Their ambitious plan called for a major remodeling of the mall, including a new 12 to 15-screen theater with stadium seating, bringing in national chains to fill empty stores, an indoor ice hockey rink replacing a number of empty storefronts, soccer and baseball fields outside, and offices. By the summer of 2006, though, little progress had been made aside from minor repairs to the roof. A few months later the owners floated the idea of demolishing large parts of the mall to convert it into an outdoor shopping center, but nothing came of it.

In April of 2007, the mall was again put up for sale. The opening of two “lifestyle centers,” The Shops at Fallen Timbers in Maumee and Levis Commons in Perrysburg, continued to draw away shoppers from the east side. By November of 2008, there are just 16 stores, and the asking price was $3.5 million. A proposed sale seemed close by fell through due to the economic crisis and subsequent credit crunch. The Elder-Beerman’s store announced it would close in September of 2009, leaving the mall with two anchors and the theater.

In November of 2009, Woodville was sold to a New York mall property investor for $700,000. Though he announces plans to renovate the mall, little is done in the first few months, aside from a few “coming soon” signs in vacant storefronts and replacement of water-damaged carpet.

To encourage new tenants, the mall began offering sharply discounted rental rates of $0.75 to $1 per square foot in late 2010 and early 2011. The Toledo Blade reported “Since November, the mall has added two restaurants, a dessert shop, two hair salons, a computer store, a combination gift shop-bookstore-dance studio, a crafts store, a radio station, a lawn maintenance business, a photography studio, a hobby store, a roleplaying games store, an art gallery, and a computer networking business. A gym that specializes in mixed martial arts, karate, and boxing will open in March, and a clothing retailer has signed a lease but is relocating to a larger space.” But by June of 2011 that mall’s owner had run out of money, and put it up for sale.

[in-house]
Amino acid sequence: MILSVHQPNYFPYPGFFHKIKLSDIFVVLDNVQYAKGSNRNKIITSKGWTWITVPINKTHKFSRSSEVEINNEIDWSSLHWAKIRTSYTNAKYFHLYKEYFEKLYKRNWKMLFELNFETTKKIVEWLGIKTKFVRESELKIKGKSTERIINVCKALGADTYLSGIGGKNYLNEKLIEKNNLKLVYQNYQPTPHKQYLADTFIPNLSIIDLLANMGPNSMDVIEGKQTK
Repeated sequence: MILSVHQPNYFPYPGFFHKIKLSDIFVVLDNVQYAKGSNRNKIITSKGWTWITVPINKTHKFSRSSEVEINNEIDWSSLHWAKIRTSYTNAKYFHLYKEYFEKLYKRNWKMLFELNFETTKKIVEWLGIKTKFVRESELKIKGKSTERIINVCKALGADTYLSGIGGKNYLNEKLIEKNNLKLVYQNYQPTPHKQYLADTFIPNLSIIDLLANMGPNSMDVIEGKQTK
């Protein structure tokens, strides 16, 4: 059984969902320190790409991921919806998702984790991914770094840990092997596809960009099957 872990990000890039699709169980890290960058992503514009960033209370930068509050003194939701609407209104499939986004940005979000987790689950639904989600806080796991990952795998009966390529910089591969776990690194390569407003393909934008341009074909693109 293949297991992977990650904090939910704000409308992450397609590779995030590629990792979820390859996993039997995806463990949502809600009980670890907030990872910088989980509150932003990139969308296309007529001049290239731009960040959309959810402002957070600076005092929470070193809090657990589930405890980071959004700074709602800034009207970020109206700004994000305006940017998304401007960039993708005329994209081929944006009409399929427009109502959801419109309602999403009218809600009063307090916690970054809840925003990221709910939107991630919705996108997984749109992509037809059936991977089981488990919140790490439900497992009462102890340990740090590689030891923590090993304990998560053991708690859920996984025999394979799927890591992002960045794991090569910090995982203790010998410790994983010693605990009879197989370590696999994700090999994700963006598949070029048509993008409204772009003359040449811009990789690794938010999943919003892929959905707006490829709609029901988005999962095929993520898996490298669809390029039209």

On December 12th, 2011, Wood County health and building officials toured the mall in response to complaints about conditions inside. The two-hour inspection revealed fallen ceiling tiles, wet carpeting, a lack of emergency lighting, and space heaters being used to heat the theater. The temperature inside the mall was 38 degrees, and the heat had been shut off for nearly a year. Part of the mall had been cordoned off due to buckling floors, mildew and mold. Buckets had been set up inside vacant stores and the hallways to collect water falling from leaks in the roof. Especially worrying was that part of the roof in the former Lane Bryant store had collapsed, raising concerns about the stability of the rest of the mall. The next day the county sought an emergency order to close the mall, as it was “unfit for public use.” The Fox Theater, which had been in mall since it opened, closed the same day.

On December 16th, the Wood County Courts ordered the mall to be immediately closed. The malls 12 remaining tenants were required to leave at the peak of the Christmas shopping season, and given until the 6th of January to move out. Two weeks later, the Ohio Plaza Shopping Center Company bought the vacant mall for $800,000.

By 2012, only The Anderson’s and Sears remained, and both had sealed off their entrances to the now empty mall. Despite patrols by the Northville Police, scrappers and vandals break into the mall, cutting out copper wires and pipes. The Anderson’s announces in November of 2012 that it is closing its Woodville location, citing the rapid deterioration of conditions in the mall in recent months. The store closes in January of 2013.

In an effort to compel the owner to take care of the property, the City of Northwood sued the owner of the mall in January for failure to comply with blight regulations. Neighbors attending a meeting complain about the condition of the mall. "When we get strong westerly winds, the actual roof of the building blows off across the mall, across the streets, and into our subdivision," said resident Dan Mikolagczyk. The owners confirm that they intend to demolish the mall and redevelop the property with strip malls and condos. On August 18th, 2013, the Wood County Courts order that the mall be torn down no later than May of 2014. A fence went up around the mall a month later, and demolition began in February of 2014.

Not included in the demolition are the Sears store, which continues to operate, and the Elder-Beerman's wing, which is owned by a different company. Demolition is expected to be completed by May.